|Chudinov re-ups with KHL team||06.30.10 at 5:30 pm ET|
One of the main knocks on Russian players in the NHL draft is the fear of the KHL. The Bruins have just realized that fear — kind of– as their first seventh round pick, Maxim Chudinov, has re-signed with Severstal Cherepovets, his KHL team. The defenseman wasn’t expected to be in the short-term mix anyway, so his two-year deal ultimately shouldn’t impact the Bruins either way.
“When we knew that the Bruins drafted him, I phoned him and congratulated [him],” his agent said according to this report. “He was really glad that a NHL team showed interest in him. I hope he’ll get a spot with the Bruins in the next few years.”
Chudinov was the 195th overall pick. He had 13 points last season.
|Local defender thrilled with trade to Bruins||06.27.10 at 12:51 am ET|
Boston University defenseman and newly acquired Bruins property David Warsofsky wasn’t watching the second day of the NHL draft on Saturday. Instead, the American-born prospect and Marshfield was cheering on Team USA in their World Cup match with Ghana, an eventual 2-1 defeat.It was supposed to be one of the few days hockey wasn’t the priority for the 2008 fourth-round pick of the Blues, as he was at his brother’s taking in the soccer game with family.
Then, as these stories go, the phone rang. It was Warsofsky’s advisor, Bob Murray. Given the other sporting event taking place, the 20-year-old could imagine it wasn’t a casual call.
“Right when he called me I knew something was up because he doesn’t call me every day, especially with the draft going on today,” Warsofsky said. “I didn’t know what was going on. ”
Having just finished his sophomore year and seemingly a year or two away from signing an entry-level contract with which NHL team holds his rights, the news from Murray may not have shaken the youngster in the way a mid-season trade would for a veteran. In fact, the news that he’d been acquired by Boston was thrilling for Warsofsky in that he wouldn’t be traveling far to his new home ice once he begins his professional career.
“He said that my rights had been traded to the Bruins and my heart kind of just dropped, because living in Boston my whole life and wanting to play for the Bruins was a lifelong dream so I couldn’t believe it when I actually heard it,” Warsofsky said.
Having grown up a hockey fan in Massachusetts, Warsofsky can likely understand the general goals around these parts, which are to win a Stanley Cup and beat the to Canadiens. While he has done neither, he’s won a national championship at the college level and was a member of the 2010 Team USA U-18 squad that beat Canadians (note the difference in spelling) to give the states a gold medal at the World Juniors.
Playing and winning at such a high level should prepare him to compete hard at the next level, and any head start on dealing with the rowdy crowds up north is a plus.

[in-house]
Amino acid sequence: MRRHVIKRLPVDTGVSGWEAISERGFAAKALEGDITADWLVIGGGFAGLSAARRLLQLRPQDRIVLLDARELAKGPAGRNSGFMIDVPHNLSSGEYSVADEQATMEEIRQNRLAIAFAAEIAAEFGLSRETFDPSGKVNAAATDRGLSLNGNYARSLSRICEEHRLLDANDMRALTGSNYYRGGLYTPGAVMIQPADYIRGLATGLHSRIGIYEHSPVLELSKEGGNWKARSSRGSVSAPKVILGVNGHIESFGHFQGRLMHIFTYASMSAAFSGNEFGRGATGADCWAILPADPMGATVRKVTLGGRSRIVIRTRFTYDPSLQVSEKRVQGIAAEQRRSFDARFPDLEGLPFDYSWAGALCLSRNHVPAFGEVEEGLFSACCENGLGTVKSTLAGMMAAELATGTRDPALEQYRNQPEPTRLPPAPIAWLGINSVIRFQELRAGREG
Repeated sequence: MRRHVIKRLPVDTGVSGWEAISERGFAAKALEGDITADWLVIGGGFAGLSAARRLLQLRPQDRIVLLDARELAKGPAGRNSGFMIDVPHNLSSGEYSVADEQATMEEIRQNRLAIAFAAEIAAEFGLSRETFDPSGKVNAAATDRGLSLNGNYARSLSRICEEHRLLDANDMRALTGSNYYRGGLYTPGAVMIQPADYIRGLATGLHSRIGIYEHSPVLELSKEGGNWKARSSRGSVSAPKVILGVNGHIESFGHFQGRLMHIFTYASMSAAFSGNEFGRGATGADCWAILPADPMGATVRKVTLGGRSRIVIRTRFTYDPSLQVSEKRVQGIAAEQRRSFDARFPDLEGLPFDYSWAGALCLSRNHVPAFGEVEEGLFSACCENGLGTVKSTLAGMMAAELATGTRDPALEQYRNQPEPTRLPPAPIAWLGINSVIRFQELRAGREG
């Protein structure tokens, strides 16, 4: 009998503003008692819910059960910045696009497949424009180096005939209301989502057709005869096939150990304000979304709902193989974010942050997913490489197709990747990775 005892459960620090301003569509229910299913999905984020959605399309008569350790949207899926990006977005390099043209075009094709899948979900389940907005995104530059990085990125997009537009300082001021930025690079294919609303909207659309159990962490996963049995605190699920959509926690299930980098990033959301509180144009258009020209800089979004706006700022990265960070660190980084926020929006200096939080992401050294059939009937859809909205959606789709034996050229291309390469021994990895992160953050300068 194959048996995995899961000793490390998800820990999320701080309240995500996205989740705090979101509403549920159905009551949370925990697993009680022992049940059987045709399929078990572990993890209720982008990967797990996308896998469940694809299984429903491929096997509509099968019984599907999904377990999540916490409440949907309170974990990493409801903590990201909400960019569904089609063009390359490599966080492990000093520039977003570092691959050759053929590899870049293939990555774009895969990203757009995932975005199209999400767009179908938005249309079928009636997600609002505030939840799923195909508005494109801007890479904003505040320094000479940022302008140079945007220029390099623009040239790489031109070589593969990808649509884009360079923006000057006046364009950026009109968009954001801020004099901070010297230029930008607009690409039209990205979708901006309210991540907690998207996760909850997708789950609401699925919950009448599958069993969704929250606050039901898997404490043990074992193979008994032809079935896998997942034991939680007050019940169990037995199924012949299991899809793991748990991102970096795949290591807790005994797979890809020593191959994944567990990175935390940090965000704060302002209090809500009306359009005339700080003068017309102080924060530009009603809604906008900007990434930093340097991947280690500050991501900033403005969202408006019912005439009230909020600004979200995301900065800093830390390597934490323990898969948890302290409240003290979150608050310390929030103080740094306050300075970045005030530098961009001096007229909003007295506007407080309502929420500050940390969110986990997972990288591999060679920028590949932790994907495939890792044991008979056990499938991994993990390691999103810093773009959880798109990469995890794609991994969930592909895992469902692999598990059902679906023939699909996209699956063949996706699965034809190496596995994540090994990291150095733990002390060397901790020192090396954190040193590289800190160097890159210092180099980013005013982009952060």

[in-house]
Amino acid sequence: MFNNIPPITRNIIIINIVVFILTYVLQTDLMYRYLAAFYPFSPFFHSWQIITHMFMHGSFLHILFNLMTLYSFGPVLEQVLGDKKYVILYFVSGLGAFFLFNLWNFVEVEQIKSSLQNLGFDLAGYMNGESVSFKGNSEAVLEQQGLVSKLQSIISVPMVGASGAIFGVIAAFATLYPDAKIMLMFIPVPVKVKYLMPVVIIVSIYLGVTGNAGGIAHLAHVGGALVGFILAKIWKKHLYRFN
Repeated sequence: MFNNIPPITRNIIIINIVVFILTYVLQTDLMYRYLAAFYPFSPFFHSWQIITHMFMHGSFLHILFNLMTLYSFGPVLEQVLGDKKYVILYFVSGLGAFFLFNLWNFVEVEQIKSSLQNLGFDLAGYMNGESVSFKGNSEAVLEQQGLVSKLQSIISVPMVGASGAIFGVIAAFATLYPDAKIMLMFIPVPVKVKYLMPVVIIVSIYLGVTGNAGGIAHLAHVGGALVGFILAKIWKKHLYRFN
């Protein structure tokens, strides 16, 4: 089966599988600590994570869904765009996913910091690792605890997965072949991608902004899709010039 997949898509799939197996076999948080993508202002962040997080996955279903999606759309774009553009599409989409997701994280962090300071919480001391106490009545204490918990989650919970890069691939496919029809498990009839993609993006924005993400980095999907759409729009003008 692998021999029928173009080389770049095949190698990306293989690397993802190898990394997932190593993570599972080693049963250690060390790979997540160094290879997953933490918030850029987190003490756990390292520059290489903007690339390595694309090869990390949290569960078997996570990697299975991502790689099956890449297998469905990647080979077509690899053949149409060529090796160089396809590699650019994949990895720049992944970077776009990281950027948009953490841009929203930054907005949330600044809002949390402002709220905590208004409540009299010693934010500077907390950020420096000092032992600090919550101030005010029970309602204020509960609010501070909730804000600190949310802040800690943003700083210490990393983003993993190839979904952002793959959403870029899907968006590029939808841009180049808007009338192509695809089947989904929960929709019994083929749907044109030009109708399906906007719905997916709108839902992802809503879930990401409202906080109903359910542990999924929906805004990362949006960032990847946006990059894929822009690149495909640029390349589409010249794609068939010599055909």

“I’ve played in front of a lot of fans at BU, Fenway, the Beanpot, a national championship game, and Canadian fans are in a league of their own,” Warsofsky told the New England Hockey Journal following the tournament victory in February. “The way they cheer, it’s almost like having another player on the ice for them.”
The realization of Warsofsky’s childhood dream to play for the Bruins also meant the end of restricted free agent Vladimir Sobotka‘s time in Boston, as he was sent to St. Louis in the deal, but from a local perspective, seeing a kid raised on the Bruins should be exciting for hockey fans throughout New England.
After playing his high school hockey for Cushing Academy in Ashburnham, Warsofsky’s career now gets to take the more-exciting-than-it-sounds proverbial road from Boston to Boston. The defenseman has been a very legitimate offensive threat in his time in Hockey East, scoring 12 goals in 34 games this past season as a sophomore. He had 23 total points, which tied his freshman production.
Despite the promise he shows as the offensive-minded, puck-moving defenseman the Bruins so openly covet, Warsofsky would be wise to continue refining his game under Terriers head coach Jack Parker and strength and conditioning coach Mike Boyle, as he plans to, in order to round out his overall game.
“I consider myself more of an offensive defenseman, but being at BU and working with Mike Boyle, [I've] just been trying to get a lot stronger,” Warsofsky said. “I know a lot of people kind of question my defensive ability so I take that and put it in my back pocket and try to work with that as much as I can.
“I think offense comes more naturally to me than defense so I’ve been trying to work on my defense ability and get stronger and work on my overall game.”
The 5-foot-8, 170-pound Warsofsky won a national championship as a freshman with the Terriers, but saw his team underachieve this past season, going 13-12-2 and failing to make the NCAA tournament it had won just a year before.
“I’m definitely excited about my junior year at BU,” Warsofsky said. “We have a few freshmen coming in, some strong players. We had a tough season last year so whenever you have those tough seasons you want to get back and get back on number one [ranking in the country].”
Before any shots at redemption are to be taken by the Terriers, Warsofsky’s biggest order of business this offseason will be to meet and skate with his new organization. He plans on attending the Bruins’ developmental camp, which runs from July 6-10 at Ristuccia Arena in Wilmington, just under an hour away from Marshfield.